Hydrogen use in industry
Preventing lock-ins and understanding trade-offs
Hydrogen is poised to play a key role in replacing fossil feedstocks and providing high-temperature heat in energy intensive industries in a net-zero compliant manner.
How quickly clean hydrogen can displace unabated fossil fuels from industrial processes is largely dependent on how soon it can be made available at scale and cost competitively. On one hand, the need for low-carbon hydrogen (e.g. blue hydrogen) to complement green hydrogen production remains debated. On the , the role of fossil gas for industry in both scenarios needs to be considered critically.
With industries expectation of the eventual switch to hydrogen, many are already toying with investments into “hydrogen-ready” installations, seeking financial support from available climate funding. However, in the absence of sufficient clean hydrogen such installations would run on natural gas, or gas and hydrogen blends where technically possible, and only fully switch to hydrogen once it becomes available and at the desired cost.
We are currently at point in time where decisions need to be made whether to support fossil gas-based low-carbon hydrogen production or solely focus on hydrogen produced with renewable electricity. Both pathways entail risks and affect how fossil fuels remain part of the energy system in industry for the foreseeable future. Below are two illustrative scenarios to depict these risks.
In Scenario 1, hydrogen is only produced via electrolysis with renewable electricity (green hydrogen). In Scenario 2, low-carbon hydrogen production (natural gas reforming to hydrogen with CCS) complements green hydrogen production.
Hydrogen from RES electrolysis only
1. Green hydrogen production and therefore its use in industry scales up over time. There are likely regional pockets of development with greater renewable endowment and advanced grid decarbonisation. Its growth rate increases as grids generally become decarbonised, prices for electrolysis decrease and demand scales up.
2. Unabated gas use in Industry increases due to ‘hydrogen-ready’ projects that rely on unabated gas use before clean hydrogen becomes sufficiently available.
Hydrogen from RES electrolysis and CCS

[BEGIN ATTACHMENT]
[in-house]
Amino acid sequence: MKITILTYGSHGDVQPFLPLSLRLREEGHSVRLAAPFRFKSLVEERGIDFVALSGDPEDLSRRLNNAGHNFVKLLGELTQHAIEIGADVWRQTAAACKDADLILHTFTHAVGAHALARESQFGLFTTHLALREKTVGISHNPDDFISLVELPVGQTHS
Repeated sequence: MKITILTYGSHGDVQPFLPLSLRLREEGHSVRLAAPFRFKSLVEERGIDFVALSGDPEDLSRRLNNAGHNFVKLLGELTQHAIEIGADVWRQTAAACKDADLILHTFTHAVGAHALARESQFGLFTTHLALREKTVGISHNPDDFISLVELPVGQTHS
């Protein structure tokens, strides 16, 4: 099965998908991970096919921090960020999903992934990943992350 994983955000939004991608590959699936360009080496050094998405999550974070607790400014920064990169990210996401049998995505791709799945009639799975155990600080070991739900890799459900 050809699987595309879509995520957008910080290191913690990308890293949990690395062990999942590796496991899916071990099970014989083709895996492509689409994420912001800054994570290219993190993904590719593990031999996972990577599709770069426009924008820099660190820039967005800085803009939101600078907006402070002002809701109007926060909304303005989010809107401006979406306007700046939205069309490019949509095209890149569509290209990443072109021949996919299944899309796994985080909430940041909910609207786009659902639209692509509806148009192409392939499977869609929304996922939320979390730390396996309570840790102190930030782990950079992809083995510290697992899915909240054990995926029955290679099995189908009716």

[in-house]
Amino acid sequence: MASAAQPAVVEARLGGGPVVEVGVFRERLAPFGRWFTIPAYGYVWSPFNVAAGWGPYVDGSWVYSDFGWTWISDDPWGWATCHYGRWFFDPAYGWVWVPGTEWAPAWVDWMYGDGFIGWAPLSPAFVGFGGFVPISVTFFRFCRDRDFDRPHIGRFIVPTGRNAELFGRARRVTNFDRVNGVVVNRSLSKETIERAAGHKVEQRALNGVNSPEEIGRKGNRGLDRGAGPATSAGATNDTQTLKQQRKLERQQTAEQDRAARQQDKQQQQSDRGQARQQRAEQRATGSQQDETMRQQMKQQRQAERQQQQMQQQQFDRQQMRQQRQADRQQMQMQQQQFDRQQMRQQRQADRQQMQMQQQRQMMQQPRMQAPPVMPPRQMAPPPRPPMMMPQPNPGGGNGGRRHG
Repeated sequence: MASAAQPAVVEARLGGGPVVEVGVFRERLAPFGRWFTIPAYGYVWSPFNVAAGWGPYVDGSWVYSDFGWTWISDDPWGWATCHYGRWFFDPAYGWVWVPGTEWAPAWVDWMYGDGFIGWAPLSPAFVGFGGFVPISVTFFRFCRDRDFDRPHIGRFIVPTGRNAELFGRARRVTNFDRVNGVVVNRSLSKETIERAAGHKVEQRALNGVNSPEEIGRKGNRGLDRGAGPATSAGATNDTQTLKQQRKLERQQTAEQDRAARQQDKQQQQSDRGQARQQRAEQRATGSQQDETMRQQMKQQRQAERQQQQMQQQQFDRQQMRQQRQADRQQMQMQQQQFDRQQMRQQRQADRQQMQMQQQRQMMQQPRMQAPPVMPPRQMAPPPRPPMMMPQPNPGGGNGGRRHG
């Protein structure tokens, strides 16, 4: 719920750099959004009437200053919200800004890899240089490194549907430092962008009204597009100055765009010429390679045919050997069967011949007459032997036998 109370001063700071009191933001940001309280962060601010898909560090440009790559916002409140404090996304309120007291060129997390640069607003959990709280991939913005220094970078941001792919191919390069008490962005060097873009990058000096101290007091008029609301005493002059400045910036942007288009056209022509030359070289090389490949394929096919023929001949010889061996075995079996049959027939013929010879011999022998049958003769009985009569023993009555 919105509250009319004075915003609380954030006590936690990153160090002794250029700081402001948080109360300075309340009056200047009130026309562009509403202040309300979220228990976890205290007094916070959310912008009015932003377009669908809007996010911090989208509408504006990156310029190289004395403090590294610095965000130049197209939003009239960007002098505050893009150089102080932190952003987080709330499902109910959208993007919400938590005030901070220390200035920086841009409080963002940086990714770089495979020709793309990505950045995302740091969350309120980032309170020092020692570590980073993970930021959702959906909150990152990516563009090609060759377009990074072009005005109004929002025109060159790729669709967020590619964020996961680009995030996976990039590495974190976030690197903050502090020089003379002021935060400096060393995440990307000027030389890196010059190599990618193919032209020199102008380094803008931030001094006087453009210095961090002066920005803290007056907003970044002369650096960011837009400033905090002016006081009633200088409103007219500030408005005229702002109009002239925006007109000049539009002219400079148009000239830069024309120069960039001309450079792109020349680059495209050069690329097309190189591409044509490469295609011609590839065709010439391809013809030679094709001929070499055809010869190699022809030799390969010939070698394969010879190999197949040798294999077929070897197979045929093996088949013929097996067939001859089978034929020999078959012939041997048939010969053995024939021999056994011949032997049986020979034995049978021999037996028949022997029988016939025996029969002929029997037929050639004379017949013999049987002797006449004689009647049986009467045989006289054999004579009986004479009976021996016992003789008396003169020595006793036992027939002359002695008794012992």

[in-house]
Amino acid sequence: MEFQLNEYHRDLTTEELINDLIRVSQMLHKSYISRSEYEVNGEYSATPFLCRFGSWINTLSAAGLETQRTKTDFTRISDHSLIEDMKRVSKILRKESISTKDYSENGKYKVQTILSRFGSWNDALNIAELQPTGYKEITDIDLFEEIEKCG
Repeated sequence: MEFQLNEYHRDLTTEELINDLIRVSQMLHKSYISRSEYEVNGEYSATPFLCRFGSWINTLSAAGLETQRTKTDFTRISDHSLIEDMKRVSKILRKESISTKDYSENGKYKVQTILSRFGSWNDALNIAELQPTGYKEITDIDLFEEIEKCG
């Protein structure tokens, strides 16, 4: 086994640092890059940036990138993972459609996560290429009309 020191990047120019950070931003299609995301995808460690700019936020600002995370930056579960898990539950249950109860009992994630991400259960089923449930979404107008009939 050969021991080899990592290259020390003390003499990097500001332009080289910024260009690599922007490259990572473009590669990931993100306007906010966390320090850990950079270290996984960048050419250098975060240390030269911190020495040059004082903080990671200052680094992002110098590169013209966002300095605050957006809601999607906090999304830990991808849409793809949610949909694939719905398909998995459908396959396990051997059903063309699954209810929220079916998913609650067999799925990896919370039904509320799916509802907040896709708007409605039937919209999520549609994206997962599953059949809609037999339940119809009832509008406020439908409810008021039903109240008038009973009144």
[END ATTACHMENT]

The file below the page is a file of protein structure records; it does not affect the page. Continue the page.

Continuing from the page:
1. Low-carbon hydrogen production scales initially available hydrogen supply, allowing more rapid switch to fully hydrogen-based industrial processes.
2. First mover hydrogen users in industry come online reducing share of unabated gas use in industry
3. Unabated gas use reduces earlier due to cumulatively higher volumes of available low-carbon hydrogen
4. Share of low-carbon hydrogen decreases and is replaced with scaling green hydrogen due to emerging cost & scale advantages.
 Needs to be complemented with reduction targets in the fossil oil and gas sector.
In scenario 1, the lack of available hydrogen would initially increase the unabated natural gas use in industry. As such, there are several risks associated with this path:
Unabated gas use is considered ‘green’ due to role in ‘hydrogen ready’ projects.
Actual natural gas use is increased with potentially prolonged unabated gas use in the system due to pressures on hydrogen production.
Delays or failures to deliver green hydrogen locks in unabated natural gas use in industry.
In scenario 2, the production of low-carbon hydrogen increases its availability and prevents an increase in the use of unabated natural gas in industry. However, investments in blue hydrogen production imply an expected minimum operation time. If the reformer is built in an already planned/existing CCS cluster, this relates primarily to the investment cost of the reformer. Nevertheless, scenario 2 entails risk; Depending on policy, blue hydrogen could be locked-in the hydrogen economy despite the expansion of cheaper and more sustainable green hydrogen.
What policy choices do we have to make for hydrogen use in industry and what are the trade-offs?
Green hydrogen needs to be developed at maximum scale under any circumstances. The key force holding back the hydrogen economy is the slow rate of renewable energy expansion.
To overcome risks of fossil fuel lock-in in both cases, there is a clear need to mandate the phase out of fossil gas.
For the foreseeable future, hydrogen will remain a costly and rare feedstock. A prioritisation of applications for hydrogen needs to ensure it is used most effectively to decarbonise our economy, i.e. in sectors and processes where there are no similarly effective climate solutions available.
These risks and limitations reiterate the fundamental guiding factor of net-zero transformations: With energy losses at every conversion point, the direct use of electricity must be the absolute priority. The rapid expansion and integration of electricity grids therefore the critical basis to ensure clean hydrogen production is made possible and hydrogen itself used effectively and efficiently.